The yellow metal performed +5.9% in euros over the year 2022. Despite headwinds such as rising interest rates, a strengthening dollar or slowing inflation at the end of the year, gold is doing better than stocks, bonds or Bitcoin.
Gold started the year 2022 at 1608.9 euros/ounce and closed it at 1703.8 euros/ounce, an annual gain of 5.9%.
Between January and the beginning of March 2022, gold climbed +18% against the backdrop of the war in Ukraine. While the conflict seems to be "stabilizing", geopolitical tensions remain a hot spot to keep an eye on in 2023: relations between the West and Russia, but also China, among others.
On the chart below, we see that the yellow metal has entered a bearish channel for the rest of 2022 after its early March peak at 1901.76 euros/ounce.
It retraced 13.3% to the October low at 1647.65 euros/ounce. The support zone held and gold bounced back afterwards. Since the beginning of 2023, it is breaking this bearish channel from above and is coming to work its resistance. Let's see if it confirms this breakout to prepare for a move back to the previous highs around 1850 euros/ounce and 1900 euros/ounce.
Inflation in the Eurozone was already a hot topic in 2021 and it continued in 2022. It peaked at 10.6% in October only to slow to 9.2% year-on-year in December.
Inflation will remain a crucial issue in 2023. It is hard to imagine a return to the 2% target without a truly significant increase in rates. But that could lead to a recession. So we are caught between a rock and a hard place.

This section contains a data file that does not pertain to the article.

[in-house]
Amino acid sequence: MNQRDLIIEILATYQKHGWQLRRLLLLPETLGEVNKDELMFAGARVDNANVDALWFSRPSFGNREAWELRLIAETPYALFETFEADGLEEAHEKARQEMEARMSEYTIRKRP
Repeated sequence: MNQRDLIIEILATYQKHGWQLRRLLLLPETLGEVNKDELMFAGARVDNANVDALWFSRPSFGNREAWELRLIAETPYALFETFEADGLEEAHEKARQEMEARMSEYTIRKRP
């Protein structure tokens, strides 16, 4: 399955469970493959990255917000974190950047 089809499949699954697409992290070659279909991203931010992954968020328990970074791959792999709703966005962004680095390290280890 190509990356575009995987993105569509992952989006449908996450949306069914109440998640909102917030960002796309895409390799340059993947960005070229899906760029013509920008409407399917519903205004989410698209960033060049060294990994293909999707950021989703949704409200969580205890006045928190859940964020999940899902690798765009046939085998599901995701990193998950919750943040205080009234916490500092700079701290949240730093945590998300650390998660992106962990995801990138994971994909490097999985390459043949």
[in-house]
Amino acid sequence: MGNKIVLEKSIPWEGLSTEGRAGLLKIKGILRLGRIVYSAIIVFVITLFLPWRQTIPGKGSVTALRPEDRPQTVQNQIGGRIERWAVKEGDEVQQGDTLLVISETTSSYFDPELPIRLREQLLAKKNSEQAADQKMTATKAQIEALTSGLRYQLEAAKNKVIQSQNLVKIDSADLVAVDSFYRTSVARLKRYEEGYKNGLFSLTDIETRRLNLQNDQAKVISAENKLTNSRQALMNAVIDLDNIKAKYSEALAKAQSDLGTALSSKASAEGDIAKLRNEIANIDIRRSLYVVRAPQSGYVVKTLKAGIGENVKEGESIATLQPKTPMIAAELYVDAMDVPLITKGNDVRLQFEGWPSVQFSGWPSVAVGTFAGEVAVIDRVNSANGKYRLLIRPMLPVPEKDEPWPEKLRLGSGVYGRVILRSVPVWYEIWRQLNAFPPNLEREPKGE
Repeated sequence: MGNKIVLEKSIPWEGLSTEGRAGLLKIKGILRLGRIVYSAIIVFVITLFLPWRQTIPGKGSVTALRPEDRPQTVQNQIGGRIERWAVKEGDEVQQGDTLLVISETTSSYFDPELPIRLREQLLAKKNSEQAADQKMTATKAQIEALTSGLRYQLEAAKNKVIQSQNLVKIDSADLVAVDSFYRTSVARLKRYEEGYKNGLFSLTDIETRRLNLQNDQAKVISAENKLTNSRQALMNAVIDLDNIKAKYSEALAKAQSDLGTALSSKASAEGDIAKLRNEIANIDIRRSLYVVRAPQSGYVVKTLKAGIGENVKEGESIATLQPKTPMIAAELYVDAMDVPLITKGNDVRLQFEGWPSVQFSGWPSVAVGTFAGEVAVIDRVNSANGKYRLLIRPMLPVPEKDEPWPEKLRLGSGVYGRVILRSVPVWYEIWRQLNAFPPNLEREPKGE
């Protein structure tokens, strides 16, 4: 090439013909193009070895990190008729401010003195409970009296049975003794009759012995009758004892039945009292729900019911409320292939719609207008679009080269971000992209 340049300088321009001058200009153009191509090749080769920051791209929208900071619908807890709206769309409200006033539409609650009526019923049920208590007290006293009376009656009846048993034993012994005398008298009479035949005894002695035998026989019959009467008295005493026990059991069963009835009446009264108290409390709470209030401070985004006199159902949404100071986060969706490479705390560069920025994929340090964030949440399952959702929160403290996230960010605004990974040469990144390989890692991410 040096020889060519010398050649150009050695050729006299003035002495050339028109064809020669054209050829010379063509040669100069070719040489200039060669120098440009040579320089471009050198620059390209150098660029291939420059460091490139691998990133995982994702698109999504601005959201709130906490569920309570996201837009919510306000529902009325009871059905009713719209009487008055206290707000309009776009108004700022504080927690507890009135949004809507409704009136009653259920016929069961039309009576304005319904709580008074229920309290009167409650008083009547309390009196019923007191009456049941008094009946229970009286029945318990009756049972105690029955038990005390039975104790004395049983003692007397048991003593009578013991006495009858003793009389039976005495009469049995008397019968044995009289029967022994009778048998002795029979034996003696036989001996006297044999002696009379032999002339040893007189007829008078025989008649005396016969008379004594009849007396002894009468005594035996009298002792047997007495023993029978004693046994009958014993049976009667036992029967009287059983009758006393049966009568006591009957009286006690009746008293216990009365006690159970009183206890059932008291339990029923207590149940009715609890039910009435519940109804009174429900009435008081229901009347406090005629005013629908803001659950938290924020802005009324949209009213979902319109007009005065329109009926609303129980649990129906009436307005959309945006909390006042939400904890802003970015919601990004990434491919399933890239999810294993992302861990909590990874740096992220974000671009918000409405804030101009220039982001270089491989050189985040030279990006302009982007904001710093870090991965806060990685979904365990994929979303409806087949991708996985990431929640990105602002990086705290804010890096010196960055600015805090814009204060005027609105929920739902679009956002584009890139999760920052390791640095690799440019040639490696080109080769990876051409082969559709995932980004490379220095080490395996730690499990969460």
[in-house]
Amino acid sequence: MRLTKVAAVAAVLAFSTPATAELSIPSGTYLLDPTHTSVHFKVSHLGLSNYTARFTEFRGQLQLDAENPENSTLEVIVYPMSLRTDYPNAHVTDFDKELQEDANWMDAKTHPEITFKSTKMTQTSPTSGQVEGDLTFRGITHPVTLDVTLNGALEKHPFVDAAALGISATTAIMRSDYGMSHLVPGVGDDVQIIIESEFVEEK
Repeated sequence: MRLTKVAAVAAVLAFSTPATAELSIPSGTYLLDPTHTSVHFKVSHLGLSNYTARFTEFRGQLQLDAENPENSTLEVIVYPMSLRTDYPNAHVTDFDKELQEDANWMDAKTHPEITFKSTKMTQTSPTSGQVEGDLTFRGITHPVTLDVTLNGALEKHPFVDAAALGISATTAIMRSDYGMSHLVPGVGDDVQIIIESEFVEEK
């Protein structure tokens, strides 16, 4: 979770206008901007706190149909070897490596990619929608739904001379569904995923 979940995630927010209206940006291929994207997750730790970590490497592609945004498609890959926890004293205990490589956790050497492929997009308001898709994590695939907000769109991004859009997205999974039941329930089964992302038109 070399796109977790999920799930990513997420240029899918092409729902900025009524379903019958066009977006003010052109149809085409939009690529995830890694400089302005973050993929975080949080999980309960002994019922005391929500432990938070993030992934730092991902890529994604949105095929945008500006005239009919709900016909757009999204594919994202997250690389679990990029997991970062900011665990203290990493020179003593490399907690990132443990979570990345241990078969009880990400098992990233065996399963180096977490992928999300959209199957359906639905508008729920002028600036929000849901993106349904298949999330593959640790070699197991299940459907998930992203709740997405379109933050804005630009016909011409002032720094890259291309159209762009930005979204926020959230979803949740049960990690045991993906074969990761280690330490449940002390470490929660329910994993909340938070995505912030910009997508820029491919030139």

And if the ECB had no other option than to lower rates again, it would generally be good for the yellow metal.
Gold purchases by central banks indicate the strategic importance of the yellow metal. In 2022, they bought more than 670 tons: an absolute record!
China alone has indicated a purchase of 32 tons of gold in November 2022. This is its first "official" purchase since 2019.
We can expect to see this trend of central banks continuing in 2023 to further diversify their reserves.
Note also that investment demand (coins and bullion) increased by +3% in 2022.
We do not have a crystal ball, but fundamentals and chart analysis indicate a nice bullish probability for 2023.
Indeed, even if we remain optimistic at GFI, the general economic context is likely to be tense again this year. Inflation will remain high, the energy issue is not resolved and will probably still have cascading consequences.
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